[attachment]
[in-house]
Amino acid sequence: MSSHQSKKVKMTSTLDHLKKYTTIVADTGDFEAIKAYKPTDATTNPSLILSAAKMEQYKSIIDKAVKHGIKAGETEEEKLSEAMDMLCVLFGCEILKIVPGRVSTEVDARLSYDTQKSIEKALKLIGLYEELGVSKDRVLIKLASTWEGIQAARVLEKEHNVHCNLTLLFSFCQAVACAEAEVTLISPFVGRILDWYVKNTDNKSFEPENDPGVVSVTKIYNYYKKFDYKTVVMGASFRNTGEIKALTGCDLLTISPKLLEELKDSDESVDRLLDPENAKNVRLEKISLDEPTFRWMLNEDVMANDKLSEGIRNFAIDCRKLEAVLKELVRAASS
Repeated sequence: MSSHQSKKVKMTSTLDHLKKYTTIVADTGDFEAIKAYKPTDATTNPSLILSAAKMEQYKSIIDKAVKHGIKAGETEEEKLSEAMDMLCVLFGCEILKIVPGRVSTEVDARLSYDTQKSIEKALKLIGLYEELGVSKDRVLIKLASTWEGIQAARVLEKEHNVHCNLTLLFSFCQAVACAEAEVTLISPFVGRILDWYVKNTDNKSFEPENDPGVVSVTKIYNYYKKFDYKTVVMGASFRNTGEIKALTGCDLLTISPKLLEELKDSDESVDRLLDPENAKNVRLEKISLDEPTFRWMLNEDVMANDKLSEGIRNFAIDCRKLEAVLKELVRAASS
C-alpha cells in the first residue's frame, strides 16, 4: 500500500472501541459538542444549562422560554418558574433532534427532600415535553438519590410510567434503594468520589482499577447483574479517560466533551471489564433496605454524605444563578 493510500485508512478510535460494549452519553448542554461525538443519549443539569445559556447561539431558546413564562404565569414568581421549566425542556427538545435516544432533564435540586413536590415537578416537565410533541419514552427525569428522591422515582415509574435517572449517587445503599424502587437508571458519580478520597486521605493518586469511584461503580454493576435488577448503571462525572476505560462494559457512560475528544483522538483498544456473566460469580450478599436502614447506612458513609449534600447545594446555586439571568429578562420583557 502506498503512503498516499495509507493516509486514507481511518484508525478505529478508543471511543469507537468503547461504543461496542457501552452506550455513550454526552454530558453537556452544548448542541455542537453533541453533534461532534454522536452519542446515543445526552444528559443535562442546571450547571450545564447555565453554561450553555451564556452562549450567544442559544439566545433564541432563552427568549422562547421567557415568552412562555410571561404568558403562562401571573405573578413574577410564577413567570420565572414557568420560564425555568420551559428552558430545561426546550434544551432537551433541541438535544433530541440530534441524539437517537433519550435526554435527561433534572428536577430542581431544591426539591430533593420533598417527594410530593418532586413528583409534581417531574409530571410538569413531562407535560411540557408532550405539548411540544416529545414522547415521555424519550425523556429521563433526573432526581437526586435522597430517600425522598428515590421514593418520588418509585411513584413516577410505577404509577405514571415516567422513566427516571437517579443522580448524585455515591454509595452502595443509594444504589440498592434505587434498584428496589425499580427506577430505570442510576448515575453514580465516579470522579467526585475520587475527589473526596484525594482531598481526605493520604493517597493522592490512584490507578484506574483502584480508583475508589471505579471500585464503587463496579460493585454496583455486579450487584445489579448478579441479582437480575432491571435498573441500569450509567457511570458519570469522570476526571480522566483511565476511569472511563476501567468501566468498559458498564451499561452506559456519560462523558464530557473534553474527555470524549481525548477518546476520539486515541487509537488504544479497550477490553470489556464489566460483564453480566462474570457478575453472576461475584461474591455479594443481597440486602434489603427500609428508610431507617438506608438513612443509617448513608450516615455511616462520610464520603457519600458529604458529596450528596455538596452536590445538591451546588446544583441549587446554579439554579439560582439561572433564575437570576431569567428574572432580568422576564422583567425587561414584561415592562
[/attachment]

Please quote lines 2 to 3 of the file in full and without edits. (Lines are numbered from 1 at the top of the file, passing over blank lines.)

Amino acid sequence: MSSHQSKKVKMTSTLDHLKKYTTIVADTGDFEAIKAYKPTDATTNPSLILSAAKMEQYKSIIDKAVKHGIKAGETEEEKLSEAMDMLCVLFGCEILKIVPGRVSTEVDARLSYDTQKSIEKALKLIGLYEELGVSKDRVLIKLASTWEGIQAARVLEKEHNVHCNLTLLFSFCQAVACAEAEVTLISPFVGRILDWYVKNTDNKSFEPENDPGVVSVTKIYNYYKKFDYKTVVMGASFRNTGEIKALTGCDLLTISPKLLEELKDSDESVDRLLDPENAKNVRLEKISLDEPTFRWMLNEDVMANDKLSEGIRNFAIDCRKLEAVLKELVRAASS
Repeated sequence: MSSHQSKKVKMTSTLDHLKKYTTIVADTGDFEAIKAYKPTDATTNPSLILSAAKMEQYKSIIDKAVKHGIKAGETEEEKLSEAMDMLCVLFGCEILKIVPGRVSTEVDARLSYDTQKSIEKALKLIGLYEELGVSKDRVLIKLASTWEGIQAARVLEKEHNVHCNLTLLFSFCQAVACAEAEVTLISPFVGRILDWYVKNTDNKSFEPENDPGVVSVTKIYNYYKKFDYKTVVMGASFRNTGEIKALTGCDLLTISPKLLEELKDSDESVDRLLDPENAKNVRLEKISLDEPTFRWMLNEDVMANDKLSEGIRNFAIDCRKLEAVLKELVRAASS